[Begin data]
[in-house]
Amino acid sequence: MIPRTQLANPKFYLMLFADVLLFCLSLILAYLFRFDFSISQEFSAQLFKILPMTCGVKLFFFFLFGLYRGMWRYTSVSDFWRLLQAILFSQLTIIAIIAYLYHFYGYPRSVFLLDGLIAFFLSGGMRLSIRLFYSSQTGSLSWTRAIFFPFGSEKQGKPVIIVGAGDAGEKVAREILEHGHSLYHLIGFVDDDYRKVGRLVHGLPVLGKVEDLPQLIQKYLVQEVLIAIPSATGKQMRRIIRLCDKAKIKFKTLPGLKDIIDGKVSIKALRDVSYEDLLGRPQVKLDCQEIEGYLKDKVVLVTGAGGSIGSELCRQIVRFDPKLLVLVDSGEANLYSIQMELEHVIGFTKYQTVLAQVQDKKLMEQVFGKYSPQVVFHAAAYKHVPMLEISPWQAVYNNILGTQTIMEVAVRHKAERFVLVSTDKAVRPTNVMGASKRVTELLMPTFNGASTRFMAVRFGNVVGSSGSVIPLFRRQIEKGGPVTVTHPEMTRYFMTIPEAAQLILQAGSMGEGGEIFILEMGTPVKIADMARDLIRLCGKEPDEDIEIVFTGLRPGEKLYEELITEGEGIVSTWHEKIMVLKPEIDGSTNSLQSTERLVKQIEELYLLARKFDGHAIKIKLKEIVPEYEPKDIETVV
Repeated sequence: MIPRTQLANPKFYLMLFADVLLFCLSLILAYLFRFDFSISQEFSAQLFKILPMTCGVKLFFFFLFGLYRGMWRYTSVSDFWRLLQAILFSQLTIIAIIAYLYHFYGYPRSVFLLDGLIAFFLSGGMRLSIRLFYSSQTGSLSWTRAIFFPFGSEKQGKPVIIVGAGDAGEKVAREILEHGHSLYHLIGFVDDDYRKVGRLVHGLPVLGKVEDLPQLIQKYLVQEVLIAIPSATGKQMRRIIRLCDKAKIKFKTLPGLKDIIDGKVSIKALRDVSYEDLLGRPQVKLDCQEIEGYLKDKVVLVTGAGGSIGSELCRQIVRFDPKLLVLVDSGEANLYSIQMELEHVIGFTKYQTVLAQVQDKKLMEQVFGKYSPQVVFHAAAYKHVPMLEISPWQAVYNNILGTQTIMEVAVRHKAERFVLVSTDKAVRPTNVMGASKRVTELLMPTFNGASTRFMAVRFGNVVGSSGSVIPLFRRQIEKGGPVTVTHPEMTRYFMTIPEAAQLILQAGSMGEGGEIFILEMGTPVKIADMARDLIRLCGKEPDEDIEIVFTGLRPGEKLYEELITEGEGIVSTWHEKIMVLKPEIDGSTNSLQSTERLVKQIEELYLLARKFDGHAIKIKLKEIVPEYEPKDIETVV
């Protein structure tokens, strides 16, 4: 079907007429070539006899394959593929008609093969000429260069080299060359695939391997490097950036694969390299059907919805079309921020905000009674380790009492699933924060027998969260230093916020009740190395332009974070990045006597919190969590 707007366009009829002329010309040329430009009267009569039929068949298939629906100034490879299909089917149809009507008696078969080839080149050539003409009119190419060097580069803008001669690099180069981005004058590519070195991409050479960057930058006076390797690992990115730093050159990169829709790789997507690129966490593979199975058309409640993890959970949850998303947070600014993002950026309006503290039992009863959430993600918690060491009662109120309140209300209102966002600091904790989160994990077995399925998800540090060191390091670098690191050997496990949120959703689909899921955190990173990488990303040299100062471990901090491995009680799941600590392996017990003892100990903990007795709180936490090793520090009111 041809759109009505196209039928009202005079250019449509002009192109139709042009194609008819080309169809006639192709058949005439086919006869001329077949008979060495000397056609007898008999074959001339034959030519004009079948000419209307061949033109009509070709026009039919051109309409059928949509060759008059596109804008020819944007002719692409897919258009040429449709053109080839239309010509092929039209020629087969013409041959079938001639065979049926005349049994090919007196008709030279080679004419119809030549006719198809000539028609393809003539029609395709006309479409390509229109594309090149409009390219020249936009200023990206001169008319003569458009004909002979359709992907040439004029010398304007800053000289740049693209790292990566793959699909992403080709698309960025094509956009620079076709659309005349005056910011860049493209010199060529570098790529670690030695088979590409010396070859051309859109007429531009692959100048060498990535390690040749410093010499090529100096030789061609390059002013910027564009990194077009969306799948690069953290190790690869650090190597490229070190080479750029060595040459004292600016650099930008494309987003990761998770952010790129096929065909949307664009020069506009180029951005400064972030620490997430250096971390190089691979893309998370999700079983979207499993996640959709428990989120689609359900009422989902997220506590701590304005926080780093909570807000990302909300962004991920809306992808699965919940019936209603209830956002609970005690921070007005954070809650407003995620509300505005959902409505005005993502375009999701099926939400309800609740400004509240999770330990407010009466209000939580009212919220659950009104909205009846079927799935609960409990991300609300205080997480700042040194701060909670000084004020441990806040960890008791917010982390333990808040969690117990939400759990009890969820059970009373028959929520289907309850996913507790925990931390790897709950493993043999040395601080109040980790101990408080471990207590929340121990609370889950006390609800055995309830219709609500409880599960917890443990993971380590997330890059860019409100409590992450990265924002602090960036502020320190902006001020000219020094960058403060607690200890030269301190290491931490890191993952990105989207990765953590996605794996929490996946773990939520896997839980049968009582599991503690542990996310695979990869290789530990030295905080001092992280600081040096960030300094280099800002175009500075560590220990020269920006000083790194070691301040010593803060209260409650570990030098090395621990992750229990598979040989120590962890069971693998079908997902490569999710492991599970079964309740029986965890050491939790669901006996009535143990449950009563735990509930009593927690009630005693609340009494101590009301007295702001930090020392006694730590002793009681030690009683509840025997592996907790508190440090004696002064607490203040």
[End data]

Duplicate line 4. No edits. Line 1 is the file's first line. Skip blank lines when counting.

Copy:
């Protein structure tokens, strides 16, 4: 079907007429070539006899394959593929008609093969000429260069080299060359695939391997490097950036694969390299059907919805079309921020905000009674380790009492699933924060027998969260230093916020009740190395332009974070990045006597919190969590 707007366009009829002329010309040329430009009267009569039929068949298939629906100034490879299909089917149809009507008696078969080839080149050539003409009119190419060097580069803008001669690099180069981005004058590519070195991409050479960057930058006076390797690992990115730093050159990169829709790789997507690129966490593979199975058309409640993890959970949850998303947070600014993002950026309006503290039992009863959430993600918690060491009662109120309140209300209102966002600091904790989160994990077995399925998800540090060191390091670098690191050997496990949120959703689909899921955190990173990488990303040299100062471990901090491995009680799941600590392996017990003892100990903990007795709180936490090793520090009111 041809759109009505196209039928009202005079250019449509002009192109139709042009194609008819080309169809006639192709058949005439086919006869001329077949008979060495000397056609007898008999074959001339034959030519004009079948000419209307061949033109009509070709026009039919051109309409059928949509060759008059596109804008020819944007002719692409897919258009040429449709053109080839239309010509092929039209020629087969013409041959079938001639065979049926005349049994090919007196008709030279080679004419119809030549006719198809000539028609393809003539029609395709006309479409390509229109594309090149409009390219020249936009200023990206001169008319003569458009004909002979359709992907040439004029010398304007800053000289740049693209790292990566793959699909992403080709698309960025094509956009620079076709659309005349005056910011860049493209010199060529570098790529670690030695088979590409010396070859051309859109007429531009692959100048060498990535390690040749410093010499090529100096030789061609390059002013910027564009990194077009969306799948690069953290190790690869650090190597490229070190080479750029060595040459004292600016650099930008494309987003990761998770952010790129096929065909949307664009020069506009180029951005400064972030620490997430250096971390190089691979893309998370999700079983979207499993996640959709428990989120689609359900009422989902997220506590701590304005926080780093909570807000990302909300962004991920809306992808699965919940019936209603209830956002609970005690921070007005954070809650407003995620509300505005959902409505005005993502375009999701099926939400309800609740400004509240999770330990407010009466209000939580009212919220659950009104909205009846079927799935609960409990991300609300205080997480700042040194701060909670000084004020441990806040960890008791917010982390333990808040969690117990939400759990009890969820059970009373028959929520289907309850996913507790925990931390790897709950493993043999040395601080109040980790101990408080471990207590929340121990609370889950006390609800055995309830219709609500409880599960917890443990993971380590997330890059860019409100409590992450990265924002602090960036502020320190902006001020000219020094960058403060607690200890030269301190290491931490890191993952990105989207990765953590996605794996929490996946773990939520896997839980049968009582599991503690542990996310695979990869290789530990030295905080001092992280600081040096960030300094280099800002175009500075560590220990020269920006000083790194070691301040010593803060209260409650570990030098090395621990992750229990598979040989120590962890069971693998079908997902490569999710492991599970079964309740029986965890050491939790669901006996009535143990449950009563735990509930009593927690009630005693609340009494101590009301007295702001930090020392006694730590002793009681030690009683509840025997592996907790508190440090004696002064607490203040």